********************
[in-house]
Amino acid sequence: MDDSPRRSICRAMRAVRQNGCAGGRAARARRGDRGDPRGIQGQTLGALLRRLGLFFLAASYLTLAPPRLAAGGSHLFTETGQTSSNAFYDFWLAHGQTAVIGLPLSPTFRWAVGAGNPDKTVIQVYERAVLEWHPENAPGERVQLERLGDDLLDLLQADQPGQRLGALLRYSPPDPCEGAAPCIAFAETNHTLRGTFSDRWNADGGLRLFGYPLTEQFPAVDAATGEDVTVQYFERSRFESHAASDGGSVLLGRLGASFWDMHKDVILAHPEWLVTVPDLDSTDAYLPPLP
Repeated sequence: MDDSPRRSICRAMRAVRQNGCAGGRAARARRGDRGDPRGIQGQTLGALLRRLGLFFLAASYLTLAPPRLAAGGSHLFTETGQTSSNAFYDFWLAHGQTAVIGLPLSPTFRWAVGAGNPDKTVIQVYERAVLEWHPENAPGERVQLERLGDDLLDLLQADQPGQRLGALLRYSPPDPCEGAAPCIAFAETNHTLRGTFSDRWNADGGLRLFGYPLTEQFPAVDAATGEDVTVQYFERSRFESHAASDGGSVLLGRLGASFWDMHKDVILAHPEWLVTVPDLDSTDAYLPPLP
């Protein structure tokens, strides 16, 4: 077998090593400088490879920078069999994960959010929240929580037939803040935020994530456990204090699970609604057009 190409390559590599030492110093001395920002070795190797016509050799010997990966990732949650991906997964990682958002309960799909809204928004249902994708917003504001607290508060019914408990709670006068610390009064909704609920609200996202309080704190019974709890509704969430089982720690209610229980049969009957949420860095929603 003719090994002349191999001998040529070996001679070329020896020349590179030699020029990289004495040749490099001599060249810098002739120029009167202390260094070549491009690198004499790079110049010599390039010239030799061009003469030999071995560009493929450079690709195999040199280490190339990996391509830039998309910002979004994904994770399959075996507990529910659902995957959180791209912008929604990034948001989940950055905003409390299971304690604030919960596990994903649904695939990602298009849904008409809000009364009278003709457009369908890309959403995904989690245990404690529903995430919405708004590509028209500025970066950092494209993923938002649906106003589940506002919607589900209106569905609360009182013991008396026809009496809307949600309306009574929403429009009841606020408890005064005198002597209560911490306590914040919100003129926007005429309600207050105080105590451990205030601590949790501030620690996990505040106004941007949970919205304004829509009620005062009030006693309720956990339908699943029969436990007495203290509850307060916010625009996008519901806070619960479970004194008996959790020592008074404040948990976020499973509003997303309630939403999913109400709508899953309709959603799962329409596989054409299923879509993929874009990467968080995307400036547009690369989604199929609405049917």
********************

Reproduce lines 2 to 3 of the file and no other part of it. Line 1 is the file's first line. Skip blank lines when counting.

Amino acid sequence: MDDSPRRSICRAMRAVRQNGCAGGRAARARRGDRGDPRGIQGQTLGALLRRLGLFFLAASYLTLAPPRLAAGGSHLFTETGQTSSNAFYDFWLAHGQTAVIGLPLSPTFRWAVGAGNPDKTVIQVYERAVLEWHPENAPGERVQLERLGDDLLDLLQADQPGQRLGALLRYSPPDPCEGAAPCIAFAETNHTLRGTFSDRWNADGGLRLFGYPLTEQFPAVDAATGEDVTVQYFERSRFESHAASDGGSVLLGRLGASFWDMHKDVILAHPEWLVTVPDLDSTDAYLPPLP
Repeated sequence: MDDSPRRSICRAMRAVRQNGCAGGRAARARRGDRGDPRGIQGQTLGALLRRLGLFFLAASYLTLAPPRLAAGGSHLFTETGQTSSNAFYDFWLAHGQTAVIGLPLSPTFRWAVGAGNPDKTVIQVYERAVLEWHPENAPGERVQLERLGDDLLDLLQADQPGQRLGALLRYSPPDPCEGAAPCIAFAETNHTLRGTFSDRWNADGGLRLFGYPLTEQFPAVDAATGEDVTVQYFERSRFESHAASDGGSVLLGRLGASFWDMHKDVILAHPEWLVTVPDLDSTDAYLPPLP